Unlike other Red Dress Ink novels I’ve encountered, Fishbowl doesn’t feel like it’s written by a romance author trying to be “hip” or an amateur author trying to be the next Helen Fielding. Sarah Mlynowski has a great deal of talent and style. However, I can’t say I liked the novel, or its three heroines. I suspect that I’m almost twice as old as the twenty-something author, and perhaps if I were closer to her own age, I’d champion the novel as a “post-modern ironic statement about the futility of human relationships.” Or something like that. But as far as I’m concerned, with the exception of Scarlett O’Hara, I’d rather read about characters I like.
Allie can’t wait to meet her two new roommates, Emma and Jodine. Since her previous two roomies moved away, Allie has been very lonely in her Toronto apartment, with no one to cook for or giggle with. She’s never even talked with Emma or Jodine - the rentals were arranged through her brother and her co-worker - but she’s sure they will become best friends. They can help her campaign to win over Clint, a friend from college who doesn’t realize yet that he is “Harry” to her “Sally.”
Reality doesn’t quite live up to Allie’s fantasy, though. Emma is a glamorous, intimidating fashion journalist who has an on-again-off-again relationship with possessive, volatile Nick. Jodine is an obsessive law student who keeps everyone at a distance, including her loyal boyfriend Manny. Despite Allie’s puppy-like friendliness, the three do not immediately click. They do muddle along fairly well, until a late night apartment fire causes ten thousand dollars worth of damage to their kitchen. Without any renter’s insurance, the three must devise a plan to raise the money and repair the damage before their landlord finds out and evicts them.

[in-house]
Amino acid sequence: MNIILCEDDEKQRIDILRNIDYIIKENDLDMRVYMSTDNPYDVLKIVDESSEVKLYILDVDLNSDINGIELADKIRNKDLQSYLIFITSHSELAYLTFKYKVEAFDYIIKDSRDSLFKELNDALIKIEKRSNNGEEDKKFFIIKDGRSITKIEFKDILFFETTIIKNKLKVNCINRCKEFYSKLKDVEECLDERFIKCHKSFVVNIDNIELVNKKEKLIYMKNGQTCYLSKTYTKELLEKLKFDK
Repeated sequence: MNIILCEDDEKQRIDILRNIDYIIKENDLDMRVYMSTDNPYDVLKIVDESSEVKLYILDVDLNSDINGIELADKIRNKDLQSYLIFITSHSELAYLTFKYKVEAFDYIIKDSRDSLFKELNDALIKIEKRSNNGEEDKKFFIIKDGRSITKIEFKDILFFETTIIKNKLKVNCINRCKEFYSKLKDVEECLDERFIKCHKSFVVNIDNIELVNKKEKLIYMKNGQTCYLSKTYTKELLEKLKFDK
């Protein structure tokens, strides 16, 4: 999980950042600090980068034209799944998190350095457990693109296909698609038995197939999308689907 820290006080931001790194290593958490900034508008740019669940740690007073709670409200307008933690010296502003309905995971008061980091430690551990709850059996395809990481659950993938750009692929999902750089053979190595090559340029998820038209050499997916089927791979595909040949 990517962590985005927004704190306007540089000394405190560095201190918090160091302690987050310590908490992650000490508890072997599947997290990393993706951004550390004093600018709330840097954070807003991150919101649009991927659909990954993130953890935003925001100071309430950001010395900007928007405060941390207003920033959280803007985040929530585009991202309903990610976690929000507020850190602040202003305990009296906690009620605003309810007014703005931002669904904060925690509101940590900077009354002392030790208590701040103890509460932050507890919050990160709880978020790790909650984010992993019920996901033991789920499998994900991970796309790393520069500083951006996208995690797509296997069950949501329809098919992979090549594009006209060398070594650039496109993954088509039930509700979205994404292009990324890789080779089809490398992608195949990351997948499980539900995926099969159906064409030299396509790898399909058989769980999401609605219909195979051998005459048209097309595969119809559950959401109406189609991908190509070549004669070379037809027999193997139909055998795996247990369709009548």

Told in alternating first-person chapters, along with an occasional insert from a wry Omniscient Narrator, Fishbowl moves along quickly and is eminently readable. Mlynowski, in her second RDI book, has a keen ear for dialogue and creates three distinct voices for her heroines. Unfortunately, they are all distinctly annoying. Emma is the least sympathetic. A selfish, shallow man-eater, she has few qualms about sleeping with a man who should definitely be Off Limits to any decent friend, yet she goes ballistic when Nick, whom she has dumped months ago, has sex with another woman. Her relationship with her family is antagonistic and unpleasant. Although she’s slightly remorseful by the novel’s conclusion, she’s almost beyond redemption.
I have to admit that I saw a bit of myself in the anal Jodine, who makes lists for every occasion and won’t allow her roommates past the doorway until they take off their shoes. Unfortunately, Mlynowski never lets the reader see any of Jodine’s vulnerability until it’s too late, and she never sheds her Ice Princess image.
Of the three heroines, I think we’re supposed to root for cheerful, generous Allie, but she is so ditzy and naïve that it’s impossible to identify with her. She’s totally oblivious to the fact that she is being betrayed by those closest to her, and her futile pursuit of Clint is pathetic. Sure she deserves a Happy Ending, but so does a puppy dog.
The Omniscient Narrator adds a bit of irony to the narrative, and you have to admit that the girls certainly display ingenuity as they struggle to raise a lot of dough in a short period of time - with unexpected results, of course. Fishbowl is funny and well-plotted, but if this is really what it’s like to be single in your early twenties, it’s rather sad as well.